Hopelessness and Student Debt: The Perfect Match?
It’s no secret. Law school is expensive. The average law student who pays for school through loans will graduate with over $100,000 in debt. Repaying those loans is often times overwhelming. There are some ways to discharge student loan debt, but most graduates will face the task of repayment on their own.
Last year, The New York Times published an article detailing the prospects of having one’s student loan debt discharged through federal bankruptcy. In this article, the author states that through federal bankruptcy there is at least a “reasonable shot” at shedding some student loan debt. Bankruptcy was once an method to get rid of student loan debt, but the process has become more difficult in recent decades.
Before the mid-1970’s, debtors could discharge student loan debt through bankruptcy just as they could get rid of credit card or auto loan debt. But after reports of doctors and lawyers using bankruptcy to absolve their student loan debts, Congress changed the law in 1976. Now, federal bankruptcy law requires that students wishing to discharge student loan debt show that repayment will cause “undue hardship.”
The law does not precisely define “undue hardship,” so the task of defining this term has fallen into the hands of federal bankruptcy judges. Most judges adhere to the Brunner test, named after a case that laid out a three-prong standard for determining whether to discharge student loan debt.
In Brunner, the United States Court of Appeals for the Second Circuit held that in order to show undue hardship, the debtor must first show that he “cannot maintain, based on current income and expenses, a ‘minimal’ standard of living . . . if forced to repay the loans.” Second, the debtor must show “additional circumstances exist indicating that this state of affairs is likely to exist for a significant portion of the repayment period of the student loans.” Finally, the debtor must show that he has made “good faith efforts” to repay the loans.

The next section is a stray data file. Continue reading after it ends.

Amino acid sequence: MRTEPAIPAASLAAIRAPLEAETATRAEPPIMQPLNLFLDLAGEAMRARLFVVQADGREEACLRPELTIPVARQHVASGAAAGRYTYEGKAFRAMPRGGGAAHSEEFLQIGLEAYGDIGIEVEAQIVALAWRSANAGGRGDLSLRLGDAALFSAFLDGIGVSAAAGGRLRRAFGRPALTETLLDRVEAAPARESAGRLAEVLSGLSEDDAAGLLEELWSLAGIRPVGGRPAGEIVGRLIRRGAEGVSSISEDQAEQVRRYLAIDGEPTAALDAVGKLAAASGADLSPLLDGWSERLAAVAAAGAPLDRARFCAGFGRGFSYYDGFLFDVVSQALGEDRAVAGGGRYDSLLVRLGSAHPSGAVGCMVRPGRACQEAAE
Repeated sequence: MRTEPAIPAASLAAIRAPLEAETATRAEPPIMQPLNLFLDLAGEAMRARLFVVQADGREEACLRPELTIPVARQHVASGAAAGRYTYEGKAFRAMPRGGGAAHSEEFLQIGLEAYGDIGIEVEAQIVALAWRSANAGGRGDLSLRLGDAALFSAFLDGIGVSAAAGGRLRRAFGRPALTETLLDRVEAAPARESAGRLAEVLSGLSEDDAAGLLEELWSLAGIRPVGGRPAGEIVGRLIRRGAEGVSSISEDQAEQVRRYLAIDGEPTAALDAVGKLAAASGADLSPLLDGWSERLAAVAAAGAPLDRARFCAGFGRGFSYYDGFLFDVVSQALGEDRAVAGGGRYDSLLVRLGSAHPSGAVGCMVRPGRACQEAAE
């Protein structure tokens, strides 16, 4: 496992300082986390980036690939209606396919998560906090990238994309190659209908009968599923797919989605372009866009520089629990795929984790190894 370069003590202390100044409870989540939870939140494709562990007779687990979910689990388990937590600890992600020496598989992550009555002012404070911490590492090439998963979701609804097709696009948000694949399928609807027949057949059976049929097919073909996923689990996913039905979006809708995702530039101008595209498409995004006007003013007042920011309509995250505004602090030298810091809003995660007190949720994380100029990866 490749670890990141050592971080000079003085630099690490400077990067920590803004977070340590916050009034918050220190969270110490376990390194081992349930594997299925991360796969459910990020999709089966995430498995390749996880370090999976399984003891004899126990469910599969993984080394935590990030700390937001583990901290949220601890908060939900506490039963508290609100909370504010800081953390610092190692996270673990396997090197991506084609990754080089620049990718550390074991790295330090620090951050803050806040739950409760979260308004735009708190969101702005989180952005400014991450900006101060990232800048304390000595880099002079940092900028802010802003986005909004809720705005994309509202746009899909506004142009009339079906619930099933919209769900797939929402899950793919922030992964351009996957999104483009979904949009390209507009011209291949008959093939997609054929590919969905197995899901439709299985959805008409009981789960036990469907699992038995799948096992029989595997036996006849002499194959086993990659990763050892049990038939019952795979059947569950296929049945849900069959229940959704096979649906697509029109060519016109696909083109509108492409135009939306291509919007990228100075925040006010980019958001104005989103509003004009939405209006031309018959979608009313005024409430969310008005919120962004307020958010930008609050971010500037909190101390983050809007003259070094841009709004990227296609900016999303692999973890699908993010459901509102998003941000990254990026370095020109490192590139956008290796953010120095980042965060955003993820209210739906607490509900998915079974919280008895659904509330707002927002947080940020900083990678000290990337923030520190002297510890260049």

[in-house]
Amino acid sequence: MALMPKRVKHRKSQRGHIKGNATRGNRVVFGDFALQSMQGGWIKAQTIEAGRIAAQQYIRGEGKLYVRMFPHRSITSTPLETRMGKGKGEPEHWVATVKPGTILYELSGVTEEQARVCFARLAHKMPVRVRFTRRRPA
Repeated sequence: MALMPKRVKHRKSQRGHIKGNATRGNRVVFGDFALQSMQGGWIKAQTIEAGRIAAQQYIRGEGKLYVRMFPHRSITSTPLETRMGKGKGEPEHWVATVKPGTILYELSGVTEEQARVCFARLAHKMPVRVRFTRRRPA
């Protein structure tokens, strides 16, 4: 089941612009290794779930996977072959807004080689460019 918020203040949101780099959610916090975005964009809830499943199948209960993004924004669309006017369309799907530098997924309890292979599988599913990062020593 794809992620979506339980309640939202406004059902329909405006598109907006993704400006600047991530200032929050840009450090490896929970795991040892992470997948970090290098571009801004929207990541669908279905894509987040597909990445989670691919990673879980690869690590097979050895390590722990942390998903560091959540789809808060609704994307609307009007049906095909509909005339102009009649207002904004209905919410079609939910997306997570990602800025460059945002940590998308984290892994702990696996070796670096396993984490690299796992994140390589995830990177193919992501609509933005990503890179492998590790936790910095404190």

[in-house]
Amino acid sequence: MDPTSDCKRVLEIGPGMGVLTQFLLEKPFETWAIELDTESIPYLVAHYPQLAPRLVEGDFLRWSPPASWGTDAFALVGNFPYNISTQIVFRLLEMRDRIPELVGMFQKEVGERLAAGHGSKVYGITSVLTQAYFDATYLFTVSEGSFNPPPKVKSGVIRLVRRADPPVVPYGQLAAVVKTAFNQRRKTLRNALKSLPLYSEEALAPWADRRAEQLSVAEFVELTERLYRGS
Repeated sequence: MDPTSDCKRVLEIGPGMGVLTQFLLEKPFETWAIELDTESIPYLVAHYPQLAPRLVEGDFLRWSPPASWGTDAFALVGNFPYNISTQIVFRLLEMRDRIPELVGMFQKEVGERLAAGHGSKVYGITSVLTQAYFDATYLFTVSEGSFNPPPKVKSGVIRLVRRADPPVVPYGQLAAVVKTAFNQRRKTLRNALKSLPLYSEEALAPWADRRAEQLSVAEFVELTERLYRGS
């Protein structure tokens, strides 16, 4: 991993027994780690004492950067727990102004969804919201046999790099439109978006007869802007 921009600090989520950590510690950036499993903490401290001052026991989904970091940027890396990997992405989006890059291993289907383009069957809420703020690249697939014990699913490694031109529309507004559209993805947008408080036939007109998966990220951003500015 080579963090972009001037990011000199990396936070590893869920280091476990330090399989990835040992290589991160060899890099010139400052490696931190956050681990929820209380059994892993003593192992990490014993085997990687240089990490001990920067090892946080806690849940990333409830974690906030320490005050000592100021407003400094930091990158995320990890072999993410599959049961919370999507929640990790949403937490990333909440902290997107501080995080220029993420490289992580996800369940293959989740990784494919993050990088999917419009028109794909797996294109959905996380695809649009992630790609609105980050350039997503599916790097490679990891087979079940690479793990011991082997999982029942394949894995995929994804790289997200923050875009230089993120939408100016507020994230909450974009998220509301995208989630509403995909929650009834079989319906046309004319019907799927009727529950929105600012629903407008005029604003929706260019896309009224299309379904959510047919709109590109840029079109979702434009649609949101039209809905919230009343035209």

Part of the test examines the debtor’s future prospects of repaying his or her student loans, placing bankruptcy judges in the prediction business. Many bankruptcy judges have established the “certainty of hopelessness” test, which requires debtors to testify to the current and future state of their financial situations. This obviously puts debtors in an uncomfortable position by having to state in open court that their financial situations are hopeless, and some debtors have even committed perjury to avoid such embarrassment.
Despite the potential for embarrassment, a number of student loan debtors take the leap and try to have their debts absolved through bankruptcy. Those who choose to do so faceoff against the Educational Credit Management Corporation (ECMC). The ECMC is a government-sanctioned agency hired to handle loan-related legal tasks, including fighting debtors who file for bankruptcy. The ECMC reports on its website that chances of meeting the high burden under the certainty of hopelessness test are bleak, and that individuals “rarely” succeed in discharging student loan debt.
But some academic researchers disagree. In one study, two researchers examined 115 filings from Washington State. This study found that 57 percent of those who attempted were able to have some or all of their student loan debt discharged. In another study, Harvard Law School graduate Jason Iuliano examined 207 filings and found that 39 percent of the individuals were able have some or all of their debt discharged. Iuliano thinks the ECMC’s view of the rarity of success is “wrong” and believes there are some 69,000 people who could see success through bankruptcy. Although a 39 percent chance is not the best, it’s worth a shot for the debtor who has tried everything else.